Academic dive training is a mixture of self-study, lectures, and video or audiovisual presentations. Before beginning the Open Water course, you’ll want to purchase the course text and begin studying the first few sections. Several texts have self-quizzes designed to be completed after reading a chapter.
Equipped with your completed self-quiz, you’ll attend the classroom portion of the course. During the ensuing discussion (and video or slide presentations), you’ll review important diving-related topics and have a chance to ask your instructor questions. Classroom sessions generally end with a non-threatening oral or written quiz. Most diving courses will have about 20 hours of classroom meetings.
You will be introduced and taught diving’s basic skills in the course’s confined-water (pool) sessions. Scuba diving in the pool will give you an opportunity, under your instructor’s careful guidance, to apply the theories and skills you discussed in the classroom.
During your first pool sessions, you may use some rental gear. But you should strongly consider purchasing your own equipment during the course. Every diver needs their own mask, fins, and snorkel. These are personal pieces of equipment after all, they come into contact with some of the most sensitive or pungent parts of your anatomy. Renting this equipment is like renting shorts, socks, and shoes for an aerobics class.
“Exposure protection” (a fancy term used to describe Lycra diveskins, neoprene wet suits and inflatable dry suits) is another personalized piece of diving equipment you’ll want to consider. Other equipment you’ll want to own includes “regulators and gauges” (a diver’s breathing equipment, resembling an octopus that attaches atop a scuba tank), a “buoyancy compensator” (the life vest-looking contraption that secures a tank onto your back as well as providing buoyancy control), and other accessories.
Diving accessories are similar to their topside sportswear counterparts, just as a snow skier needs ski socks, a diver needs wet suit booties; where a jogger might use a high-tech wristwatch, a diver would opt for a dive computer. The cost of purchasing a full set of diving gear is less than a full ski outfit, quality golf clubs, a road racing bicycle, or a new windsurfer. It will be more than a pair of shorts and jogging shoes.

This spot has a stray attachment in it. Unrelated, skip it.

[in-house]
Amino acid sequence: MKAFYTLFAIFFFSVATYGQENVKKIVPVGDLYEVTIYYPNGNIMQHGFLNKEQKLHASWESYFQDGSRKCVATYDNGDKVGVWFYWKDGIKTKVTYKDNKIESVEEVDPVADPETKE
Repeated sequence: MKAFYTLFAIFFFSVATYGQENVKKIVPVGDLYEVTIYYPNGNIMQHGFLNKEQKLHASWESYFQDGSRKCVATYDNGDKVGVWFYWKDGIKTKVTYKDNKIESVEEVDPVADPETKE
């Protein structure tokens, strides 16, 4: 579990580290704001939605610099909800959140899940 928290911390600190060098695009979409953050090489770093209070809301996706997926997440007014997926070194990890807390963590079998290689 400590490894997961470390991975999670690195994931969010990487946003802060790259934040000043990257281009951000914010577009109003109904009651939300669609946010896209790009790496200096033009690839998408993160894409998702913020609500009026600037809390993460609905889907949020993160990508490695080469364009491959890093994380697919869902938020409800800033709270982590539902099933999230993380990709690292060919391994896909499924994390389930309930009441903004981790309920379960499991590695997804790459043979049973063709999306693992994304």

The classroom and pool training, not to mention your smashing new equipment, will prepare you for the open-water portion of your course. These are your “certification dives,” where you’ll demonstrate the skills you learned in the pool and have an opportunity to experience the joys of the underwater world. They usually take place at the closest open body of water, but you can travel to an exotic destination to complete the open-water portion of your training. Regardless of where you make your open-water dives, they will give you an opportunity to experience the thrill of diving with the security of professional supervision.
Upon successful completion of your open-water training, you’ll become certified. You’ll be conversant in scuba speak, and have the knowledge and skills to begin your diving adventures. You’ll receive a C-card from one of the diving certification agencies.
Your C-card doesn’t expire, but common sense dictates that you should continue diving on a regular basis. After all, safe diving is only possible through underwater proficiency.
The best way to maintain your proficiency is through “continuing education” (another scuba-speak term for intermediate and advanced diving courses). After your initial course you can take specialized diving courses in everything from fish identification to night diving. Most instructors strongly recommend you take at least one more class beyond your Open Water certification. Ending your diving education at the Open Water level is the equivalent of quitting tennis lessons before learning about the backhand stroke!
A LINK TO YOUR PAST
Learning to scuba dive is a simple, rewarding process. You may find portions of the training difficult, but that’s normal. The real joy, however, comes from overcoming these difficulties and becoming a safe, competent diver.
Diving is no longer a sport for daredevils; it’s a lifetime activity that you can enjoy with your friends and family. It’s a means to learning more about the beauty and intricacies of life on our planet. And for some, it’s the springboard to self-fulfillment.
Scientists say our ancestors crawled from the sea millions of years ago. Since then we have evolved into air-breathing, land-loving creatures. But our fascination with the sea remains. There is a kaleidoscope of life swimming under what Homer and the ancient Greeks termed “the wine dark waves.” If science is to be believed, these subsea creatures are our relatives. Diving gives us the opportunity to crawl back in and visit with our distant cousins. And having had the chance to visit those relatives, you, as many divers have, may ask “Why did our ancestors ever leave?”